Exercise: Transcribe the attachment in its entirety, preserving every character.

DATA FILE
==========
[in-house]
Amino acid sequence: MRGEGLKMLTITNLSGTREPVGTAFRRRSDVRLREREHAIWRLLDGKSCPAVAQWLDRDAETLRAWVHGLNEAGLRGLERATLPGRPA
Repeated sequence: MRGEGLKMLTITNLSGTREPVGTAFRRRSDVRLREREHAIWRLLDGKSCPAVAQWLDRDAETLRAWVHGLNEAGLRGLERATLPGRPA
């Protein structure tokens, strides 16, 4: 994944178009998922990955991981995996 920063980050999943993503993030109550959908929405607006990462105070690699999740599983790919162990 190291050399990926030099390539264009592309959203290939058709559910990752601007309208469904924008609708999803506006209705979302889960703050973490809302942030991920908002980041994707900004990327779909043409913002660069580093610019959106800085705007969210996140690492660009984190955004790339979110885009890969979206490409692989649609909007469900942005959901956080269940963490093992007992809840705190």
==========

[in-house]
Amino acid sequence: MRGEGLKMLTITNLSGTREPVGTAFRRRSDVRLREREHAIWRLLDGKSCPAVAQWLDRDAETLRAWVHGLNEAGLRGLERATLPGRPA
Repeated sequence: MRGEGLKMLTITNLSGTREPVGTAFRRRSDVRLREREHAIWRLLDGKSCPAVAQWLDRDAETLRAWVHGLNEAGLRGLERATLPGRPA
């Protein structure tokens, strides 16, 4: 994944178009998922990955991981995996 920063980050999943993503993030109550959908929405607006990462105070690699999740599983790919162990 190291050399990926030099390539264009592309959203290939058709559910990752601007309208469904924008609708999803506006209705979302889960703050973490809302942030991920908002980041994707900004990327779909043409913002660069580093610019959106800085705007969210996140690492660009984190955004790339979110885009890969979206490409692989649609909007469900942005959901956080269940963490093992007992809840705190």